Game 2: Pirates 2 Phillies 1

Coming into this series with the Phillies, we all knew that it was downright likely that the Pirates would struggle to score runs against Roy Halladay and Cliff Lee, but when the Bucs didn’t score for the first 14 innings of the 2012 season, it was easy to feel the frustrations start to boil over. You could see the Pirate fans on twitter grumbling and you could feel the restlessness of the crowd through the camera. Halladay and Lee are good, sure, but the Pirates offense looked downright bad

It didn’t necessarily look that much better in innings 6-10 tonight, but the Bucs were good enough to somehow scrape out two runs and those two runs were all that the team needed to bring home their first win in 2012. The first run scored awfully high on the unlikely meter. Yamaico Navarro opened his Pirate career by pinch-hitting for Jeff Karstens and drawing a walk from Cliff Lee, a guy that only walked 18 hitters total in 2010. Navarro moved to second on a Jose Tabata single and third on an Alex Presley ground out, then scored when Lee threw a wild pitch (Lee’s wild pitch total in 2011: 0) and missed Carlos Ruiz’s otherwise-good-enough throw back to him. That’s how the Pirates got on the scoreboard in 2012.

That one run was good enough to get the Pirates to the tenth inning because the Pirates’ pitching staff has been just as excellent as the Phillies’ has through two games. Jeff Karstens got into trouble in the first and gave up a run, but settled down and cruised through six innings. After giving up three singles in the first, he only allowed two more hits with what’s now recognizable as his usual mix of fastballs and sinkers, offset by his slooooow curveball. The bullpen was excellent as well, with Tony Watson and Jason Grilli having easy innings and Joel Hanrahan and Juan Cruz getting themselves into a bit of trouble and then escaping with brute strikeout force.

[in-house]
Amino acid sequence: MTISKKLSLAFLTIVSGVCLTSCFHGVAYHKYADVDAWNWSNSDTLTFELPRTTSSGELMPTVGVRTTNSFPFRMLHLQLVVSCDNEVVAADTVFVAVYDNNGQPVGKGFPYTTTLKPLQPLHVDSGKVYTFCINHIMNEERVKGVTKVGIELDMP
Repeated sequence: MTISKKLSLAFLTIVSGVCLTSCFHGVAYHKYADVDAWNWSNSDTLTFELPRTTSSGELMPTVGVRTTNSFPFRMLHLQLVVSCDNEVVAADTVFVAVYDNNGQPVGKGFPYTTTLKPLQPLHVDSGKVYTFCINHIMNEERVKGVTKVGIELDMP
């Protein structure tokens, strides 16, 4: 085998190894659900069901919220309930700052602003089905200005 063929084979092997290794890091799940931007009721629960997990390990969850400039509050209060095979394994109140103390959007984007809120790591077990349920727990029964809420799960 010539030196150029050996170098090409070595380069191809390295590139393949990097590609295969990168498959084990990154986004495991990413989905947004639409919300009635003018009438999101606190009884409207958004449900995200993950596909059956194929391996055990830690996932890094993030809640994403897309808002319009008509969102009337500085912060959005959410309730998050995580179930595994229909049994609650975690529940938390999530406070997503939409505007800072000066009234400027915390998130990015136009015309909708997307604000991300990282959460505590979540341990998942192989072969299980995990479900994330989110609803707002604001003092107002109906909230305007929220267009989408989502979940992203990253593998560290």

Once Lee came out, the Pirates’ bats did start to come alive a bit. Josh Harrison doubled in the eighth and Jose Tabata follwed with a line drive that I was sure was going to score him, but it hung up enough to make it a routine play for Hunter Pence. Andrew McCutchen singled and stole second in the ninth, but ended up stranded there. The Bucs finally broke through in the tenth when Rod Barajas bombed a double off of the top of the fence in left center center (just a few inches from being a home run; after two games PNC has robbed both Barmes and Barajas of homers). Barajas is so incredibly slow that pinch-running Mike McKenry for him was a good idea; McKenry went to third on a Barmes bunt and scored when Alex Presley hit a slow grounder to Jimmy Rollins and just beat the throw to first. As it turns out, a walkoff infield single is probably one of the more intense, exciting plays in baseball. 

So here we are through two games. The Pirates have looked terrible at the plate, but they’ve gotten two very good starts and some excellent bullpen work and they managed to split the games started by Halladay and Lee. It’s awfully hard to complain about that.

Pat Lackey

About Pat Lackey

In 2005, I started a WHYGAVS instead of working on organic chemistry homework. Many years later, I've written about baseball and the Pirates for a number of sites all across the internet, but WHYGAVS is still my home. I still haven't finished that O-Chem homework, though.

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